I have to say I've been pretty pleased with my interviewing skills, but I've noticed that the higher the job is in the company, the higher your time on the phone with the candidate should be.
Some jobs will have you actually flying around the country in a jet to visit them, and I was always amazed at how well I did at the interviews that required that level of travel.
Of course, you won't be flying around the country unless the job pays the big bucks.
As long as you're making a decent wage in most industries, any level of travel is a reasonable expectation.
Where I've been employed, if the company flew you to another city, they usually provided transportation for you.
It was all part of the job.
But, if you're talking about jobs that are based close to your home, then you'll want to do everything you can to make the phone interview run as smoothly as possible.
Read up on the company, know the current state of the project, the current projects of the senior people at the company, the sort of backgrounds the senior people have.
There are ways to do this that don't take a huge amount of time, but I have found that by the time I'm done doing that, the interview should go quite smoothly.
I know this sounds like a no-brainer, but not everyone does it.
You'll be tired at this point, but don't let that slow you down.
If you're not the most aggressive interviewer on the planet, a quick "Well, what about...." won't be adequate.
You'll have to dig into the details.
Let the candidate do the same.
At least have your questions ready to go.
The company wants to know that you've done your research and you can hold your own in the meeting.
They want to know that you're knowledgeable about the work that you will be doing if you get the job.
If you're not the guy in the running, please don't be obnoxious, but if they do hire you, you want them to think that they made a good choice, not a stupid one.
If the other candidates on the phone don't ask a question, that's ok.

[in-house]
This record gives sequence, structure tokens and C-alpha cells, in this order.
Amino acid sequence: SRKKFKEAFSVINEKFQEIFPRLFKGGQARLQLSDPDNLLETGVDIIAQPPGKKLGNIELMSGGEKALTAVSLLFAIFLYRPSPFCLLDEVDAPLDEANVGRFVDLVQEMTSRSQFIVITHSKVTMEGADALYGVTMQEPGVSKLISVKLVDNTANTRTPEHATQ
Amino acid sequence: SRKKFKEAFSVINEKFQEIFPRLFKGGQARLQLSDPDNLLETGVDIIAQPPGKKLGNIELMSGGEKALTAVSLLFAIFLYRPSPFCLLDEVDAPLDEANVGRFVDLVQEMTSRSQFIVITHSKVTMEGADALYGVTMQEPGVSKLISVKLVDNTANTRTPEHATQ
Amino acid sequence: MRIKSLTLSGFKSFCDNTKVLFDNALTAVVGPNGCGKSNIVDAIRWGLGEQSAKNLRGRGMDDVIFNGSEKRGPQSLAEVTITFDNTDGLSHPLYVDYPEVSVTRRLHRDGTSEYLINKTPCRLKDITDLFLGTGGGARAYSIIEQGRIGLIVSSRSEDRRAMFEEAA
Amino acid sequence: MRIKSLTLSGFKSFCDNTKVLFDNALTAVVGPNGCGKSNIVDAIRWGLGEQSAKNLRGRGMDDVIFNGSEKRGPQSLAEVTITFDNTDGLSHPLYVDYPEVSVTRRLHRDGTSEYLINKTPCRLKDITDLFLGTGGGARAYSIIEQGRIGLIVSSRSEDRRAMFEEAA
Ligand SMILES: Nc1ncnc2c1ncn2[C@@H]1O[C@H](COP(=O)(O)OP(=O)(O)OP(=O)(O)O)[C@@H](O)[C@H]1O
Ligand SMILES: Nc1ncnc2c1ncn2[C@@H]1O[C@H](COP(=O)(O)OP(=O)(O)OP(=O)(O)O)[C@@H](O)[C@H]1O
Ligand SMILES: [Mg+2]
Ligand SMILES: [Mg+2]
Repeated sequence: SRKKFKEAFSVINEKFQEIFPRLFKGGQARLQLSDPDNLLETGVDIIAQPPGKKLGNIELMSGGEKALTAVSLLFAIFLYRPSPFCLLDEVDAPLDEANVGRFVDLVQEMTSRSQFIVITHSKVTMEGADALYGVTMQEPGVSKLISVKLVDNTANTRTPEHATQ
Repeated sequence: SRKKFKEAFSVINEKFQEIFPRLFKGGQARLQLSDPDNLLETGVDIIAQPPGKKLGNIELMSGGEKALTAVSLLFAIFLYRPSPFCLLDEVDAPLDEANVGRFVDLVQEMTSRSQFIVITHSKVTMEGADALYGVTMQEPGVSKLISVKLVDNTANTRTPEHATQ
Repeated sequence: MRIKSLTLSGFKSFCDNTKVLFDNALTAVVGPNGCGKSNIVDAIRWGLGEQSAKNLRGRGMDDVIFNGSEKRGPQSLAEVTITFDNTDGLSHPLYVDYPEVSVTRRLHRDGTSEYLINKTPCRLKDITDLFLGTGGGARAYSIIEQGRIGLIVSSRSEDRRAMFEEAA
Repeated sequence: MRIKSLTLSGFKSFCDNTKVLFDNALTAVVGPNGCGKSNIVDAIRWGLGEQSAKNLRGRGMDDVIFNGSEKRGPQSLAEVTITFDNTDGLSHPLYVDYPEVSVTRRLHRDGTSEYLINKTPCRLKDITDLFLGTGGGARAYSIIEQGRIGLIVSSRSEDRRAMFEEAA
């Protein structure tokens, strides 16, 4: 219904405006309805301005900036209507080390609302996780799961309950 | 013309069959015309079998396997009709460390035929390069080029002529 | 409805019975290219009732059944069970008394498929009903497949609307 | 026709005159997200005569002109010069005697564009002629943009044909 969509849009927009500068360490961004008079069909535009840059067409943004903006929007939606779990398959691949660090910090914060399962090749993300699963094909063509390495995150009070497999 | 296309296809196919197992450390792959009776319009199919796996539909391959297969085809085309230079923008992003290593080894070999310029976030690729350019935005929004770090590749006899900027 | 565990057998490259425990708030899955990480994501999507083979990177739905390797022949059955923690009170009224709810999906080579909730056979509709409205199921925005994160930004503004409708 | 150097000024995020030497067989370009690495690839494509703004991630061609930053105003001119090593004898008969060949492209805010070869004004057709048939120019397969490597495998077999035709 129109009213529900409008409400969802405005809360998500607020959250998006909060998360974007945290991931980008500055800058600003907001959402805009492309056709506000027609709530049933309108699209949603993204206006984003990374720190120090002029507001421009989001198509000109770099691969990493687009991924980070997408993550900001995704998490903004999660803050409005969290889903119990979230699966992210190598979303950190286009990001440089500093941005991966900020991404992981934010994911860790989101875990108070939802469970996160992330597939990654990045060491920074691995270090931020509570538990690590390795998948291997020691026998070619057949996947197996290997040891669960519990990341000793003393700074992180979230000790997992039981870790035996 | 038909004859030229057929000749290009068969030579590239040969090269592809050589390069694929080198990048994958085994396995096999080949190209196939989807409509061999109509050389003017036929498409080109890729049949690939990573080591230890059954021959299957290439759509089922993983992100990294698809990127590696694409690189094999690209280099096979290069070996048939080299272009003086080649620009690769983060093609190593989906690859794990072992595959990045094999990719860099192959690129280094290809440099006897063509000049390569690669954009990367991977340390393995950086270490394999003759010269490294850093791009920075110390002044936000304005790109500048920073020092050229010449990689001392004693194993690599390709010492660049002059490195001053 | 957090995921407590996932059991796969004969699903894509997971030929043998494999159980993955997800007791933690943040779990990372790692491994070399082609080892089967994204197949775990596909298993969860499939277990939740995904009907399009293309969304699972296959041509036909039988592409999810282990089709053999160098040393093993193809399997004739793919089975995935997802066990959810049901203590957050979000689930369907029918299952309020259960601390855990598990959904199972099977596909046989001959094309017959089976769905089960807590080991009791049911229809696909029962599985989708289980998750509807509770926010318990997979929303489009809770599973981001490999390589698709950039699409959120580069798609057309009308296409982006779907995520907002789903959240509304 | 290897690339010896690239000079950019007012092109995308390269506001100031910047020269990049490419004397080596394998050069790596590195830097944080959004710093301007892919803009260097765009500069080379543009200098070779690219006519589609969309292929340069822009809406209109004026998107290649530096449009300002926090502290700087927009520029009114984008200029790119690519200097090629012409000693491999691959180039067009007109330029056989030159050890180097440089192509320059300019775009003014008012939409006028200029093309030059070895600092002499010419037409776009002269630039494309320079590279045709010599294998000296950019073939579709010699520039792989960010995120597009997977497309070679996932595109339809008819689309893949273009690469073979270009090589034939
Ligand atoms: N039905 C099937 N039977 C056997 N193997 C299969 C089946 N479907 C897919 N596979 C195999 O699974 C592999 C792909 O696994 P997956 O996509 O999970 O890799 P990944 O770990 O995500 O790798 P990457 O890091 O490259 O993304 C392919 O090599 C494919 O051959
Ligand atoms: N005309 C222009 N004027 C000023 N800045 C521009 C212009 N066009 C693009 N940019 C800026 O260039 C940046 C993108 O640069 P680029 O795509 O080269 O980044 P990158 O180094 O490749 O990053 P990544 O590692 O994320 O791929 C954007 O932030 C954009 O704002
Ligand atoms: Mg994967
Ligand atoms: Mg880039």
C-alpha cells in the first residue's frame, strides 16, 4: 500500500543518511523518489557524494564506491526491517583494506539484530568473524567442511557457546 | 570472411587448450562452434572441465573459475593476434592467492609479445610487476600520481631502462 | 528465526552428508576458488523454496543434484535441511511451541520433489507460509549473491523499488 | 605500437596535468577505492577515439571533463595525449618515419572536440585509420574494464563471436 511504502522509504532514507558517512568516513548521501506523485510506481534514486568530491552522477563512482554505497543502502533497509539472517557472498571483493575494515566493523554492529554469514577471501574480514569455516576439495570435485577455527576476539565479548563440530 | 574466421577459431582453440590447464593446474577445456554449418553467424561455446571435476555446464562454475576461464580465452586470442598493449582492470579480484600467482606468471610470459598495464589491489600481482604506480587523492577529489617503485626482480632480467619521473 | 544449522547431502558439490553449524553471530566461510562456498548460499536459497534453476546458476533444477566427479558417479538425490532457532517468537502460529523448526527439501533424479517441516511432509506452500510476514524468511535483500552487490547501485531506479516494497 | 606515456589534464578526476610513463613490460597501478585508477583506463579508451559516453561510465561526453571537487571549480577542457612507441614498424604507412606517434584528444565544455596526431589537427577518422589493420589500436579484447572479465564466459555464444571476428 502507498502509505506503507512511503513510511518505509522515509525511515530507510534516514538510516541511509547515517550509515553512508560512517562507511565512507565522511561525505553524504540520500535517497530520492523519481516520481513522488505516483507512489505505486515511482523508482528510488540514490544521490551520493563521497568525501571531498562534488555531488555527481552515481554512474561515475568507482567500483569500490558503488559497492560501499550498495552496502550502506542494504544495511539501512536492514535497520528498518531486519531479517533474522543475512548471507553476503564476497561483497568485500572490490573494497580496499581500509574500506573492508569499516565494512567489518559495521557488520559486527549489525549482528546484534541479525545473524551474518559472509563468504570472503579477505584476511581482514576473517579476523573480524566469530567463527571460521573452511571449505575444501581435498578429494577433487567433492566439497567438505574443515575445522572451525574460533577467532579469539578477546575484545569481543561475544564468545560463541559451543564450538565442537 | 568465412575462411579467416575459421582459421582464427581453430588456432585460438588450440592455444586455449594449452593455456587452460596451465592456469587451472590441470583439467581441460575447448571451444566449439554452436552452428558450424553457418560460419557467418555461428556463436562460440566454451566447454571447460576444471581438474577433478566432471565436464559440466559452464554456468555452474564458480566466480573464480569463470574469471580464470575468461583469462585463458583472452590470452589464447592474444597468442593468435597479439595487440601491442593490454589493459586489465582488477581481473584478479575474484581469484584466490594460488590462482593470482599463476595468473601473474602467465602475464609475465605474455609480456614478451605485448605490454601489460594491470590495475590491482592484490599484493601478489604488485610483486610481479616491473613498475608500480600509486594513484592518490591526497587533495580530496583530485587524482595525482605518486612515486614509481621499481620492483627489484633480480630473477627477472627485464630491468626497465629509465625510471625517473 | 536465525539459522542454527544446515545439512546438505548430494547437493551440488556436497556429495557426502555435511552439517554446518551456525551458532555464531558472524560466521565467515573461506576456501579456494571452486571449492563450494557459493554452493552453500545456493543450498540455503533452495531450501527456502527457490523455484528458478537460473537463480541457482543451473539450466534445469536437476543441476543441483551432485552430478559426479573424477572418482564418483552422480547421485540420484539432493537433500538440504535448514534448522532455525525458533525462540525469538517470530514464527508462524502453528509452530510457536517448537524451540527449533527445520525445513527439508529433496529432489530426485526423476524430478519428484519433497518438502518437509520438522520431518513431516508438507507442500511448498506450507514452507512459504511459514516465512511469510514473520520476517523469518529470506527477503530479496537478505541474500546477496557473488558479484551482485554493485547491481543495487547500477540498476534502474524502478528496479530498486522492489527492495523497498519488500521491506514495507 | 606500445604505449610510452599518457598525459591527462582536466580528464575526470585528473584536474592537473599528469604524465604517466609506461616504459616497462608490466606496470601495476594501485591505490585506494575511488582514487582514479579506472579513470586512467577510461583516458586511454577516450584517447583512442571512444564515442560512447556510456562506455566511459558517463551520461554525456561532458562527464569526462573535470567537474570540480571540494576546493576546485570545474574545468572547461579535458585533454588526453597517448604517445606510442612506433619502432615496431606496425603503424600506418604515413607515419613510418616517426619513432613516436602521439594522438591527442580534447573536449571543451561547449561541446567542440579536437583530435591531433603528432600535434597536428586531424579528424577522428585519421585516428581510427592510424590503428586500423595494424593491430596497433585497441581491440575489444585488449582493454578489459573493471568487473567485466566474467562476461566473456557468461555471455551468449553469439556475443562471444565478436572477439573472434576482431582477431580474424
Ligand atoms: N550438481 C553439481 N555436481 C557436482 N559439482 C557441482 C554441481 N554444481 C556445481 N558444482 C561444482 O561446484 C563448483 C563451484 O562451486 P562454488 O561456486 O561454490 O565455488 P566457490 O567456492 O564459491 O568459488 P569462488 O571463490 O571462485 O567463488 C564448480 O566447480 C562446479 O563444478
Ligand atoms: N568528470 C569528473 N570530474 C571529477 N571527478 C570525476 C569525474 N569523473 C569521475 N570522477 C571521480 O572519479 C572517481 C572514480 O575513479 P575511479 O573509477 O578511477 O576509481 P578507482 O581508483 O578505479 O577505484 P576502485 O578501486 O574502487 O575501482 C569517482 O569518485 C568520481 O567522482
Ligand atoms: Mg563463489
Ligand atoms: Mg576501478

You don't have to fill up the time.
The fact that they didn't ask is a good sign.
Just get to the point quickly when you're on the line.
If you didn't know a lot about a certain area of expertise that is critical to the success of the job, tell them.
What you don't want to do is to criticize the applicant for something that they did well on.
The ideal is to be helpful, not critical.
Don't trash the applicant.
If you don't know an answer, say so.
If you do know an answer but aren't sure how to word it, be honest and say so.
If you're afraid to be honest because the applicant might not like the truth, that's ok.
Tell them what you're thinking.
Don't pull punches.
If you do pull punches, that's fine.
Just be honest about it.
Make them feel that they have a partner.
Just don't say "Well, that's just what I was thinking.
Why don't you think about that for a minute "so they feel as if they are being put on the spot?
If they are nervous, don't pile on with questions.
Keep the interview on track.
If they start talking about how they would deal with this or that, be quiet.
Instead, be quiet and let them talk.
If you sense that the person is becoming uncomfortable, let them know that you are aware that they may not have done the research in the area you are interviewing them in, but you have a question about something else.
Let the person talk a little longer and then ask the question.
That way, they don't feel as if you're pouncing on them.
It won't be a good interview if they call you at 1: 30 and tell you that you got the job.
It will be a lot better if you get a phone call that says "We wanted to let you know that the final interviews are happening and the candidate that gets the job is one of the top candidates".
That's the type of call you want to make.
Don't try to second guess it.
If the finalist doesn't get it, they'll call you.
Don't panic or call the candidate.
It will be ok if you don't get the job.
Don't be presumptuous in the call.
You may never get a second chance to get the job and you may need the job badly.
Make sure that you take the job and don't beat a retreat.